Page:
Abstain From Beans

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In ancient
Athens, those who admired the Stoic philosophy of individualism
took as their motto: "Abstain from Beans." The phrase
had a precise reference. It meant: don’t vote. Balloting in Athens
occurred by dropping various colored beans into a receptacle.

To vote is
to express a preference. There is nothing implicitly evil in choosing.
All of us in the ordinary course of our daily lives vote for or
against dozens of products and services. When we vote for (buy)
any good or service, it follows that by salutary neglect we vote
against the goods or services we do not choose to buy. The great
merit of market place choosing is that no one is bound by any other
person’s selection. I may choose Brand X. But this cannot prevent
you from choosing Brand Y.

When we place
voting into the framework of politics, however, a major change occurs.
When we express a preference politically, we do so precisely because
we intend to bind others to our will. Political voting is the legal
method we have adopted and extolled for obtaining monopolies of
power. Political voting is nothing more than the assumption that
might makes right. There is a presumption that any decision wanted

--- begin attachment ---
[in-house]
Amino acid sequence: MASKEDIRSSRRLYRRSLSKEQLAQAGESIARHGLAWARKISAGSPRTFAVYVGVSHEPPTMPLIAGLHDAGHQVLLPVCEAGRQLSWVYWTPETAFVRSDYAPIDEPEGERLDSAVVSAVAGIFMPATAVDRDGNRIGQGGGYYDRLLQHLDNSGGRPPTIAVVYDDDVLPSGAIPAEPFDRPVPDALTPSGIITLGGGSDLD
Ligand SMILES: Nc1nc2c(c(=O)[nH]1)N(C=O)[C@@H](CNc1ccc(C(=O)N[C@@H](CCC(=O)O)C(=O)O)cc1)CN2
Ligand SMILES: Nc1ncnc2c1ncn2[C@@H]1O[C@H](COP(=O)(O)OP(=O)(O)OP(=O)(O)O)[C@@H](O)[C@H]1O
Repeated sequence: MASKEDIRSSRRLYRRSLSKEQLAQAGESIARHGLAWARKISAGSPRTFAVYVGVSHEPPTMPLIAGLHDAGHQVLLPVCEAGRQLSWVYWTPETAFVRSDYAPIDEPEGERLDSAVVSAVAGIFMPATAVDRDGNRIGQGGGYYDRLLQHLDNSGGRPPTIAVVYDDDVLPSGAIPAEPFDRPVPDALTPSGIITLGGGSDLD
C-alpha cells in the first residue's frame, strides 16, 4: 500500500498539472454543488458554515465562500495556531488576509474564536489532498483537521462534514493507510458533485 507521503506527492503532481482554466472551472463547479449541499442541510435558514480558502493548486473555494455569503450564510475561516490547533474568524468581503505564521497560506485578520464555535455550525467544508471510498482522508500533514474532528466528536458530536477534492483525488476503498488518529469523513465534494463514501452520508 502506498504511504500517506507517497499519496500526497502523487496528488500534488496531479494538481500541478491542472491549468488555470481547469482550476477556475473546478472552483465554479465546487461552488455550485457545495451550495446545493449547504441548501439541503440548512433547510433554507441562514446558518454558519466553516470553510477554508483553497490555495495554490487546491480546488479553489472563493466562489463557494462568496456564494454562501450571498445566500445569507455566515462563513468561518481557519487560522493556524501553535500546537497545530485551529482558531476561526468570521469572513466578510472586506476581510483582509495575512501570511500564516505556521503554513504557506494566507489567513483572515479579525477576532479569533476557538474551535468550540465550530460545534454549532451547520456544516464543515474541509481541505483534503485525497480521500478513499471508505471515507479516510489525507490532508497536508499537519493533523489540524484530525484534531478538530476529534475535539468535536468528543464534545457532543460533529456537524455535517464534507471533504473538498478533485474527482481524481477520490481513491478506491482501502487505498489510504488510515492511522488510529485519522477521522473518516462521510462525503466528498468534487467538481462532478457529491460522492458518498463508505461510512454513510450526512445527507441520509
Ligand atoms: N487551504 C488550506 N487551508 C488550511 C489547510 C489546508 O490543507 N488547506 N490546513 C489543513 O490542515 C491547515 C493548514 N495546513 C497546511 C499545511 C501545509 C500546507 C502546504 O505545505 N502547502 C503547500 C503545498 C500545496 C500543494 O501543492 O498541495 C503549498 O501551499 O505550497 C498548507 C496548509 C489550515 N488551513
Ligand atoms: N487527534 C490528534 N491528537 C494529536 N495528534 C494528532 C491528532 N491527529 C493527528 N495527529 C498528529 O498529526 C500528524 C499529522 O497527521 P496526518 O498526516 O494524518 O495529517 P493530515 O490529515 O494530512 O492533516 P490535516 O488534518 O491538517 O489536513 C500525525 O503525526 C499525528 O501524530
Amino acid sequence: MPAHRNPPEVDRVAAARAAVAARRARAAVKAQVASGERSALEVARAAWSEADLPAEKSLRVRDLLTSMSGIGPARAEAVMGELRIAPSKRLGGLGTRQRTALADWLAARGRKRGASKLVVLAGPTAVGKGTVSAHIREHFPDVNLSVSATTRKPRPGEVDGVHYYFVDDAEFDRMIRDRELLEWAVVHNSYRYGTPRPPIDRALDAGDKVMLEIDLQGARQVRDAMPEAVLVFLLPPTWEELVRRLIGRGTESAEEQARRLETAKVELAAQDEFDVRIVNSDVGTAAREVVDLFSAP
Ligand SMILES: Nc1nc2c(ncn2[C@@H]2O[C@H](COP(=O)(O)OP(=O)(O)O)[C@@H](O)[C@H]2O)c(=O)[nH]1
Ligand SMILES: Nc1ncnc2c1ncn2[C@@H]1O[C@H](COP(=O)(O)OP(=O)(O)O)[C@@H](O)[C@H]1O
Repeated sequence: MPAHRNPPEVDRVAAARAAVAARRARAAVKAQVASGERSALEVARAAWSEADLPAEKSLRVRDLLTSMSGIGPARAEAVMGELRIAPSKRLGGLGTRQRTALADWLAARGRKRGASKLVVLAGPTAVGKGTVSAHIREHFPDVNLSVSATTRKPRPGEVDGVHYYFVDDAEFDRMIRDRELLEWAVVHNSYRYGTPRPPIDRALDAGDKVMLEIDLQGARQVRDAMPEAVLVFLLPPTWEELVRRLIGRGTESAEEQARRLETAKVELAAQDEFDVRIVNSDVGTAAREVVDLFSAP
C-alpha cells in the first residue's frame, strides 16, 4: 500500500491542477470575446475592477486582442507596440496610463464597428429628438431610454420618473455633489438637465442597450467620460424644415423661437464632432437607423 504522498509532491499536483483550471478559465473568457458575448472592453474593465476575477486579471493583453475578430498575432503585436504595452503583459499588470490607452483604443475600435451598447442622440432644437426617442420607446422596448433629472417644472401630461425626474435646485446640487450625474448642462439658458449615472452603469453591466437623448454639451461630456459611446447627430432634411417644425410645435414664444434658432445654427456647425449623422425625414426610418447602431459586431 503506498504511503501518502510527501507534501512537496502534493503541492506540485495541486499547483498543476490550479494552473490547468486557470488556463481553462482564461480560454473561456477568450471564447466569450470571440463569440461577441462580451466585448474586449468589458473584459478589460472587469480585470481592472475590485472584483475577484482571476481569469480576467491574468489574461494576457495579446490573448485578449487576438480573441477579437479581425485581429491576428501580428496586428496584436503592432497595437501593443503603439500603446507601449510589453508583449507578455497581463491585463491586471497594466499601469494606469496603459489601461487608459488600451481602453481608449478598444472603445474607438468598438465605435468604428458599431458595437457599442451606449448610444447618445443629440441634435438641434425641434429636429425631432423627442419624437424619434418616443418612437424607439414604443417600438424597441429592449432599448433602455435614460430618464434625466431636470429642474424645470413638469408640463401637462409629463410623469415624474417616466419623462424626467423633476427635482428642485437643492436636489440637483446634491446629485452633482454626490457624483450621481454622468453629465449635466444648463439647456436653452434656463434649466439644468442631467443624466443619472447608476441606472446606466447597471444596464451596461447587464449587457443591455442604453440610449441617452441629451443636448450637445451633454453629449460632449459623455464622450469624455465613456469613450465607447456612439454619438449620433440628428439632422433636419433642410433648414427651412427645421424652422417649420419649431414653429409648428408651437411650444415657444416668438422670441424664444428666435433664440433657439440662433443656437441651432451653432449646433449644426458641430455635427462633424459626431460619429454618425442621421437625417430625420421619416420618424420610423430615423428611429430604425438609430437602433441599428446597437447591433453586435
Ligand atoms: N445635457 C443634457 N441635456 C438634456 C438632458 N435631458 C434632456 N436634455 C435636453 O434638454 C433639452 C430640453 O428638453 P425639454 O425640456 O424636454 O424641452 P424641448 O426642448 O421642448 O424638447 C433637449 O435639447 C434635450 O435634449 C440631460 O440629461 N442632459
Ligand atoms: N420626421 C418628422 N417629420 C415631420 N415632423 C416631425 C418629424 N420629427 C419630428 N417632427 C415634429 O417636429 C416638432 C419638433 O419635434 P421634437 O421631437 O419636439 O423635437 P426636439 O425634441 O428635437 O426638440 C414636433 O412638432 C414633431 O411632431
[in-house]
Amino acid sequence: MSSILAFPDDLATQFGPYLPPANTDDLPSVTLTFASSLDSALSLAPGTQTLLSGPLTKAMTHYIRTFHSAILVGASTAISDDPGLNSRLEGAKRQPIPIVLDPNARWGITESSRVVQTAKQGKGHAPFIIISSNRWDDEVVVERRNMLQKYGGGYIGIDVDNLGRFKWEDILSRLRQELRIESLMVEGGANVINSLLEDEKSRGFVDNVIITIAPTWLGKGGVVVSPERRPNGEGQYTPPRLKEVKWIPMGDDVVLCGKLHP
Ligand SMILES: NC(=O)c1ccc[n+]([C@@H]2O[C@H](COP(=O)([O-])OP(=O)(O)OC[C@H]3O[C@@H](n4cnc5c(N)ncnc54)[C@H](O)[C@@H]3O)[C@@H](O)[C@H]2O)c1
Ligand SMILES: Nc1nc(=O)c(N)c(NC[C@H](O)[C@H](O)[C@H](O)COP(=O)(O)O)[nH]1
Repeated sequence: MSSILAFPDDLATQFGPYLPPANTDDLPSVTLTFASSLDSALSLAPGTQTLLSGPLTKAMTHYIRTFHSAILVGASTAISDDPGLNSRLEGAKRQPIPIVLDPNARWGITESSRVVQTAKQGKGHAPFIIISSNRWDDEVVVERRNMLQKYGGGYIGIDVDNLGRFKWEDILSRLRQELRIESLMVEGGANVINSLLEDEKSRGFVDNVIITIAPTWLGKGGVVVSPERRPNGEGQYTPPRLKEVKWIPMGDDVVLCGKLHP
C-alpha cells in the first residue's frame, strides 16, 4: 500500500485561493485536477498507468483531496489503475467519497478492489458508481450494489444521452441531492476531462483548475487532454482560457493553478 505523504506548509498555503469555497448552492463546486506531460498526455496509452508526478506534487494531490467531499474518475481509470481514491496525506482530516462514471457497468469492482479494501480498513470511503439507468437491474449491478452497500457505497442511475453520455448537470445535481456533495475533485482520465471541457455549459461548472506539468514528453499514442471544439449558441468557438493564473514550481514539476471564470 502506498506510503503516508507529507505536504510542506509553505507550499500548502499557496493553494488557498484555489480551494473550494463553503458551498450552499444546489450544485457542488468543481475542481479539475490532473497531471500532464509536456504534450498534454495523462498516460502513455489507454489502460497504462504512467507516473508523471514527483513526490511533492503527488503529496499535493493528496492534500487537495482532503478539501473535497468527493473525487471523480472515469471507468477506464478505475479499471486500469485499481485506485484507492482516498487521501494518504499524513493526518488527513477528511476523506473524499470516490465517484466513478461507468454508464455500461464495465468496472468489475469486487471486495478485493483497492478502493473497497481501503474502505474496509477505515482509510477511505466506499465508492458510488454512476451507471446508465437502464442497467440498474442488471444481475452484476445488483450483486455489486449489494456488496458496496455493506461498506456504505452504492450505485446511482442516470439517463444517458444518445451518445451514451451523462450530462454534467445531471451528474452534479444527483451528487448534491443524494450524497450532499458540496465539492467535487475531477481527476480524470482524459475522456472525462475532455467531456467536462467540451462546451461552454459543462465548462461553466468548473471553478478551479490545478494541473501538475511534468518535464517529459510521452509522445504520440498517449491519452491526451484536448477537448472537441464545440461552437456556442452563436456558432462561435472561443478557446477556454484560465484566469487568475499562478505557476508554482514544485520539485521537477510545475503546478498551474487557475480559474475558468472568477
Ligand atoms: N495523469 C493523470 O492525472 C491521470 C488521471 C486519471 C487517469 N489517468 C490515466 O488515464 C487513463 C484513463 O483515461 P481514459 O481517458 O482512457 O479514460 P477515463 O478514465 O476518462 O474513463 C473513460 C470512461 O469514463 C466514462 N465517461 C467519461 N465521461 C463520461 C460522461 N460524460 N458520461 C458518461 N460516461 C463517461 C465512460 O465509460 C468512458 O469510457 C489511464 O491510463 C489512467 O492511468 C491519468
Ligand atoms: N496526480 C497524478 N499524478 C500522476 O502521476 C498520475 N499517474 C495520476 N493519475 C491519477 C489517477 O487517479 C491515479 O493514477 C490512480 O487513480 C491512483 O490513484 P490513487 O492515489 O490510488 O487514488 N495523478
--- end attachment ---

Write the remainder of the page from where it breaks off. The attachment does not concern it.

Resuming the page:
by the majority of those expressing a preference must be desirable,
and the inference even goes so far as to presume that anyone who
differs from a majority view is wrong or possibly immoral.

But history
shows repeatedly the madness of crowds and the irrationality of
majorities. The only conceivable merit relating to majority rule
lies in the fact that if we obtain monopoly decisions by this process,
we will coerce fewer persons than if we permit the minority to coerce
the majority. But implicit in all political voting is the necessity
to coerce some so that all are controlled. The direction taken by
the control is academic. Control as a monopoly in the hands of the
state is basic.

In times such
as these, it is incumbent upon free men to reexamine their most
cherished, long-established beliefs. There is only one truly moral
position for an honest person to take. He must refrain from coercing
his fellows. This means that he should refuse to participate in
the process by means of which some men obtain power over others.
If you value your right to life, liberty, and property, then clearly
there is every reason to refrain from participating in a process
that is calculated to remove the life, liberty, or property from
any other person. Voting is the method for obtaining legal power
to coerce others.

Robert
LeFevre (1911–1986) was a businessman and radio personality,
and the founder of the Freedom School in Colorado Springs, Colorado,
whose purpose was to educate people from all walks of life in the
libertarian intellectual tradition. Before it closed in 1968, it
had featured among its rotating faculty Rose Wilder Lane, Milton
Friedman, F.A. Harper, Frank Chodorov, Leonard Read, Gordon Tullock,
G. Warren Nutter, Bruno Leoni, James J. Martin, and even Ludwig
von Mises.
His library and papers are housed at the Mises
Institute
.

February
18, 2009

Reprinted
from Voluntaryist.com

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